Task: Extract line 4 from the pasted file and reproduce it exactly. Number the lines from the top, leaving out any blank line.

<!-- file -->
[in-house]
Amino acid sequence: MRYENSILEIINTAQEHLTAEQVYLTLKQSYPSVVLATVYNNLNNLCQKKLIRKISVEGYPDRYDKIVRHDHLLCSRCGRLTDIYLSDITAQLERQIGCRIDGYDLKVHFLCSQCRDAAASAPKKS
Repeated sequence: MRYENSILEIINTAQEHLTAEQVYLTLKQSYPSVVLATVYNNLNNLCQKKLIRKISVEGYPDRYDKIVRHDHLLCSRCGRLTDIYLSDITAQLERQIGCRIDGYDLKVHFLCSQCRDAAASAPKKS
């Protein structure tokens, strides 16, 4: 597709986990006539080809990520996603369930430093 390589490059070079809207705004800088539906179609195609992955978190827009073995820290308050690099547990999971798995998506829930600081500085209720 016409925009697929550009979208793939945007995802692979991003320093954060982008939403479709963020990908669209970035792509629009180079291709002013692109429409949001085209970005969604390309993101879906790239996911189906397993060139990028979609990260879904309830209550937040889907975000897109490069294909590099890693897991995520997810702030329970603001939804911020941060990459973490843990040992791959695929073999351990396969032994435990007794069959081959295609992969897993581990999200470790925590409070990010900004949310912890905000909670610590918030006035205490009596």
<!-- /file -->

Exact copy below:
């Protein structure tokens, strides 16, 4: 597709986990006539080809990520996603369930430093 390589490059070079809207705004800088539906179609195609992955978190827009073995820290308050690099547990999971798995998506829930600081500085209720 016409925009697929550009979208793939945007995802692979991003320093954060982008939403479709963020990908669209970035792509629009180079291709002013692109429409949001085209970005969604390309993101879906790239996911189906397993060139990028979609990260879904309830209550937040889907975000897109490069294909590099890693897991995520997810702030329970603001939804911020941060990459973490843990040992791959695929073999351990396969032994435990007794069959081959295609992969897993581990999200470790925590409070990010900004949310912890905000909670610590918030006035205490009596």